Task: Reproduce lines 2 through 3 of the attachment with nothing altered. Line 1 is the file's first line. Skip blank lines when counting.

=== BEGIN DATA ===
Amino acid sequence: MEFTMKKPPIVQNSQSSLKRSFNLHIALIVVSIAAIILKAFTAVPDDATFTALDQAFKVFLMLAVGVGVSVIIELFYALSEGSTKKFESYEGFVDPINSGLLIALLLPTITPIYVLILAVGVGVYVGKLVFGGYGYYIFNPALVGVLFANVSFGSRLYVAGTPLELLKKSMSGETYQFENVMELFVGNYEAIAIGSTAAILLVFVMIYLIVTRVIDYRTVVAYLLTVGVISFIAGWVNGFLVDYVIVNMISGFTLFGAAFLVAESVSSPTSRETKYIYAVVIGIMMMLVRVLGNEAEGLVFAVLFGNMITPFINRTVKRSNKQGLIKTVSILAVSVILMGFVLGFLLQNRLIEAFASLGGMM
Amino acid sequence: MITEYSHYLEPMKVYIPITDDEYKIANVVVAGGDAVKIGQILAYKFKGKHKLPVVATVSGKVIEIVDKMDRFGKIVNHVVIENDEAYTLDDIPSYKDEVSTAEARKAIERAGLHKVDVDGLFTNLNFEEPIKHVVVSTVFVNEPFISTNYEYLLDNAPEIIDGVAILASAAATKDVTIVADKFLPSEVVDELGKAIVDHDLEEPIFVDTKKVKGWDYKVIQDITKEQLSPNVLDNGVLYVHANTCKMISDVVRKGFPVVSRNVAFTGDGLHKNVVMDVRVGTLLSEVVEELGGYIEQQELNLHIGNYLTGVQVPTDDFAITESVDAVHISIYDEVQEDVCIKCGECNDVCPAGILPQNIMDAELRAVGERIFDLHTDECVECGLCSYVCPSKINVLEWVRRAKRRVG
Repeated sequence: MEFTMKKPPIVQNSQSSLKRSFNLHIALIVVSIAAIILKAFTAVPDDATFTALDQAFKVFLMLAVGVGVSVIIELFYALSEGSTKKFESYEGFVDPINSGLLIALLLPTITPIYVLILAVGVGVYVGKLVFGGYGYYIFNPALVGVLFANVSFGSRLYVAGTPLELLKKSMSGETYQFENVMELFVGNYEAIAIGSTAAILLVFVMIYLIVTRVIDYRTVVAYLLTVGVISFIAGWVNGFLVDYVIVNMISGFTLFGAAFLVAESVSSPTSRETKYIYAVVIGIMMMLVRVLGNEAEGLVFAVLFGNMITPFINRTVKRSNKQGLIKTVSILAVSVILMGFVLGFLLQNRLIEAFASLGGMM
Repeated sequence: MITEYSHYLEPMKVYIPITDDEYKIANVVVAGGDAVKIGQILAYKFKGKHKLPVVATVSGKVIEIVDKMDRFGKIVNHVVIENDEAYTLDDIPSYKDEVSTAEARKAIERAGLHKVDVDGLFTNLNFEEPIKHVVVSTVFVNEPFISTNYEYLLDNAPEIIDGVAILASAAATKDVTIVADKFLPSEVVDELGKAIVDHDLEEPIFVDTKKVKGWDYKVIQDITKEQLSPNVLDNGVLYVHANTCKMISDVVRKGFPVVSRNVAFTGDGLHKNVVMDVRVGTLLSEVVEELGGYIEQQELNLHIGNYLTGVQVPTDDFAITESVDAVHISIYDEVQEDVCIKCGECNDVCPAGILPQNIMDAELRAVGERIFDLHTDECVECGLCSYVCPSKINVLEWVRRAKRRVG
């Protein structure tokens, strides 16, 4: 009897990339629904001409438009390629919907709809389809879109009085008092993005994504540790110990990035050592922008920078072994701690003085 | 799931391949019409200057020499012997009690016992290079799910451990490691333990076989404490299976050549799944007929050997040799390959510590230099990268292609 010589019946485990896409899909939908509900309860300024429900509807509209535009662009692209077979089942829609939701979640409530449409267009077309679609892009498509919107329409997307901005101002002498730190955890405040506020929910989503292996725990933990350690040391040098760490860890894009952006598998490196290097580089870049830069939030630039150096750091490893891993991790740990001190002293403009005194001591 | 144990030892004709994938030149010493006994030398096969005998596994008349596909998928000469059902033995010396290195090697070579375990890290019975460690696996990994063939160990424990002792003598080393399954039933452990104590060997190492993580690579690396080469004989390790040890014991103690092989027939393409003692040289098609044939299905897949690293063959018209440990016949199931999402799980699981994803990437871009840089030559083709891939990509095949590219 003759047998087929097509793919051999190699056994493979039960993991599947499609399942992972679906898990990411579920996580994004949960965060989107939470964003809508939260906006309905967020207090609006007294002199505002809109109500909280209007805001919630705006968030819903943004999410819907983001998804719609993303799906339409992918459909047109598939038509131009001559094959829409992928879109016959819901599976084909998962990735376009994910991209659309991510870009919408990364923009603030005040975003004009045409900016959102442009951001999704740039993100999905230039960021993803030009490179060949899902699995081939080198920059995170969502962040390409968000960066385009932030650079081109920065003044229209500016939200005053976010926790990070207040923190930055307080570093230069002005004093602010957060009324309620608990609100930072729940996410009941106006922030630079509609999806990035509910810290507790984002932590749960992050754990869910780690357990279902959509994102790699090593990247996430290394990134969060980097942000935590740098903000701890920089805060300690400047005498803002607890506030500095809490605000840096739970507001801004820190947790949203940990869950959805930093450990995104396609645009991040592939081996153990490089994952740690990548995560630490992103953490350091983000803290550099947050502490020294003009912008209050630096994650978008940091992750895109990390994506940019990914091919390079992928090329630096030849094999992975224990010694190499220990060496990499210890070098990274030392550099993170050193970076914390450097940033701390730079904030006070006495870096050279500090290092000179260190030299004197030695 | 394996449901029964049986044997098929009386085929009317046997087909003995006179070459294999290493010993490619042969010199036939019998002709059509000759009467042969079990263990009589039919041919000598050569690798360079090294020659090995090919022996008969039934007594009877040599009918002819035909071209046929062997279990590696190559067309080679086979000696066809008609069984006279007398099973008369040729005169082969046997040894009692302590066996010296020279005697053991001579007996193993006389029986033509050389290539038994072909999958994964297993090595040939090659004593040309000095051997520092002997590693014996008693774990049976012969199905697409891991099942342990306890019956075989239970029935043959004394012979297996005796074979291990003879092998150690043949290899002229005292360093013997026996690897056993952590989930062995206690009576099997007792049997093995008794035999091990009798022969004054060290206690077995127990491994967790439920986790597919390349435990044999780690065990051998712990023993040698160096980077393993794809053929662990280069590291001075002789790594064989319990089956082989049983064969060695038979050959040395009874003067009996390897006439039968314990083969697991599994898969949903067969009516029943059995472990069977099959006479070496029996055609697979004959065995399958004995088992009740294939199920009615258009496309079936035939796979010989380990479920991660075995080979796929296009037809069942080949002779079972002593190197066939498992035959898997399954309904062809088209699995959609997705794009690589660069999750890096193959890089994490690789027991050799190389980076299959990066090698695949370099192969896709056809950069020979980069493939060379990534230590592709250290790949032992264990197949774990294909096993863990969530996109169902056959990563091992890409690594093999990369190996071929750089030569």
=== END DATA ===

Amino acid sequence: MITEYSHYLEPMKVYIPITDDEYKIANVVVAGGDAVKIGQILAYKFKGKHKLPVVATVSGKVIEIVDKMDRFGKIVNHVVIENDEAYTLDDIPSYKDEVSTAEARKAIERAGLHKVDVDGLFTNLNFEEPIKHVVVSTVFVNEPFISTNYEYLLDNAPEIIDGVAILASAAATKDVTIVADKFLPSEVVDELGKAIVDHDLEEPIFVDTKKVKGWDYKVIQDITKEQLSPNVLDNGVLYVHANTCKMISDVVRKGFPVVSRNVAFTGDGLHKNVVMDVRVGTLLSEVVEELGGYIEQQELNLHIGNYLTGVQVPTDDFAITESVDAVHISIYDEVQEDVCIKCGECNDVCPAGILPQNIMDAELRAVGERIFDLHTDECVECGLCSYVCPSKINVLEWVRRAKRRVG
Repeated sequence: MEFTMKKPPIVQNSQSSLKRSFNLHIALIVVSIAAIILKAFTAVPDDATFTALDQAFKVFLMLAVGVGVSVIIELFYALSEGSTKKFESYEGFVDPINSGLLIALLLPTITPIYVLILAVGVGVYVGKLVFGGYGYYIFNPALVGVLFANVSFGSRLYVAGTPLELLKKSMSGETYQFENVMELFVGNYEAIAIGSTAAILLVFVMIYLIVTRVIDYRTVVAYLLTVGVISFIAGWVNGFLVDYVIVNMISGFTLFGAAFLVAESVSSPTSRETKYIYAVVIGIMMMLVRVLGNEAEGLVFAVLFGNMITPFINRTVKRSNKQGLIKTVSILAVSVILMGFVLGFLLQNRLIEAFASLGGMM